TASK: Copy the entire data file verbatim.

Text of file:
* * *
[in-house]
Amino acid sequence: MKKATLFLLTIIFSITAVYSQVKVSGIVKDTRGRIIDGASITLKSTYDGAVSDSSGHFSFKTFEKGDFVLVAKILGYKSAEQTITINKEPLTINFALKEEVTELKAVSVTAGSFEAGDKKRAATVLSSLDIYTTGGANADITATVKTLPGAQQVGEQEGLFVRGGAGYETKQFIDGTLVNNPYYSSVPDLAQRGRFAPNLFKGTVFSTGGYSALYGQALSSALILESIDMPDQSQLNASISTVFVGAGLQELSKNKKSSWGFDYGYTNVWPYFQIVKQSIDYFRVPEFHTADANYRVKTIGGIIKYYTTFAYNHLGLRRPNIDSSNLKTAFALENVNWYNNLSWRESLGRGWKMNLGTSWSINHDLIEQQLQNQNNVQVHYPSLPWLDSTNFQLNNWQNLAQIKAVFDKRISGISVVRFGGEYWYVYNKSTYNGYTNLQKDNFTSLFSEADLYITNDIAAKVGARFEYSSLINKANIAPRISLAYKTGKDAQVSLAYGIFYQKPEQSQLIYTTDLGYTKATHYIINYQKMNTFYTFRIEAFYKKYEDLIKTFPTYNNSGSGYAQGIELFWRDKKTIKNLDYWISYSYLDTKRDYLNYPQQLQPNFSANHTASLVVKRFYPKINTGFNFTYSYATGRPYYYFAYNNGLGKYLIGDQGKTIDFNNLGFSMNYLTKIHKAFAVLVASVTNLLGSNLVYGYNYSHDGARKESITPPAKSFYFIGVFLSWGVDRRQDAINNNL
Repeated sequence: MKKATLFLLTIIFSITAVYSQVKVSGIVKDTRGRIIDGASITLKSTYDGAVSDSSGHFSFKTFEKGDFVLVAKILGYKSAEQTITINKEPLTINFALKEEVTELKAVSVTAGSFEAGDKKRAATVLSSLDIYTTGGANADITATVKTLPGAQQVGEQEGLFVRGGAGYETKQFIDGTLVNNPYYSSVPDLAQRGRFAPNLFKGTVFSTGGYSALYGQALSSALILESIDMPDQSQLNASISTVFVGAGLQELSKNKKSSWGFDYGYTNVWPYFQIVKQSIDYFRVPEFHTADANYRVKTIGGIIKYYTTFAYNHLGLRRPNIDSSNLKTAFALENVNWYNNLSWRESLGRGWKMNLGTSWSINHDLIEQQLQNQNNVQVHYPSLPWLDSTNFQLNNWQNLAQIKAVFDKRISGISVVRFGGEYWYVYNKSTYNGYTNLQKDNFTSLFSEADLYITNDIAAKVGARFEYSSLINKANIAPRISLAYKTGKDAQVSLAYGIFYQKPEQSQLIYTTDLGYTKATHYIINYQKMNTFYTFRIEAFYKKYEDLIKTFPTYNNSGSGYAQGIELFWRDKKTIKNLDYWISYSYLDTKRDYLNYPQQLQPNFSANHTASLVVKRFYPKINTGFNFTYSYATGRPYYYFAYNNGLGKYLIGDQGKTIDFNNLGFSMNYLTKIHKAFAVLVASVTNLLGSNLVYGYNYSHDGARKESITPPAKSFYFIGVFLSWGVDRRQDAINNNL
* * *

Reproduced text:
[in-house]
Amino acid sequence: MKKATLFLLTIIFSITAVYSQVKVSGIVKDTRGRIIDGASITLKSTYDGAVSDSSGHFSFKTFEKGDFVLVAKILGYKSAEQTITINKEPLTINFALKEEVTELKAVSVTAGSFEAGDKKRAATVLSSLDIYTTGGANADITATVKTLPGAQQVGEQEGLFVRGGAGYETKQFIDGTLVNNPYYSSVPDLAQRGRFAPNLFKGTVFSTGGYSALYGQALSSALILESIDMPDQSQLNASISTVFVGAGLQELSKNKKSSWGFDYGYTNVWPYFQIVKQSIDYFRVPEFHTADANYRVKTIGGIIKYYTTFAYNHLGLRRPNIDSSNLKTAFALENVNWYNNLSWRESLGRGWKMNLGTSWSINHDLIEQQLQNQNNVQVHYPSLPWLDSTNFQLNNWQNLAQIKAVFDKRISGISVVRFGGEYWYVYNKSTYNGYTNLQKDNFTSLFSEADLYITNDIAAKVGARFEYSSLINKANIAPRISLAYKTGKDAQVSLAYGIFYQKPEQSQLIYTTDLGYTKATHYIINYQKMNTFYTFRIEAFYKKYEDLIKTFPTYNNSGSGYAQGIELFWRDKKTIKNLDYWISYSYLDTKRDYLNYPQQLQPNFSANHTASLVVKRFYPKINTGFNFTYSYATGRPYYYFAYNNGLGKYLIGDQGKTIDFNNLGFSMNYLTKIHKAFAVLVASVTNLLGSNLVYGYNYSHDGARKESITPPAKSFYFIGVFLSWGVDRRQDAINNNL
Repeated sequence: MKKATLFLLTIIFSITAVYSQVKVSGIVKDTRGRIIDGASITLKSTYDGAVSDSSGHFSFKTFEKGDFVLVAKILGYKSAEQTITINKEPLTINFALKEEVTELKAVSVTAGSFEAGDKKRAATVLSSLDIYTTGGANADITATVKTLPGAQQVGEQEGLFVRGGAGYETKQFIDGTLVNNPYYSSVPDLAQRGRFAPNLFKGTVFSTGGYSALYGQALSSALILESIDMPDQSQLNASISTVFVGAGLQELSKNKKSSWGFDYGYTNVWPYFQIVKQSIDYFRVPEFHTADANYRVKTIGGIIKYYTTFAYNHLGLRRPNIDSSNLKTAFALENVNWYNNLSWRESLGRGWKMNLGTSWSINHDLIEQQLQNQNNVQVHYPSLPWLDSTNFQLNNWQNLAQIKAVFDKRISGISVVRFGGEYWYVYNKSTYNGYTNLQKDNFTSLFSEADLYITNDIAAKVGARFEYSSLINKANIAPRISLAYKTGKDAQVSLAYGIFYQKPEQSQLIYTTDLGYTKATHYIINYQKMNTFYTFRIEAFYKKYEDLIKTFPTYNNSGSGYAQGIELFWRDKKTIKNLDYWISYSYLDTKRDYLNYPQQLQPNFSANHTASLVVKRFYPKINTGFNFTYSYATGRPYYYFAYNNGLGKYLIGDQGKTIDFNNLGFSMNYLTKIHKAFAVLVASVTNLLGSNLVYGYNYSHDGARKESITPPAKSFYFIGVFLSWGVDRRQDAINNNL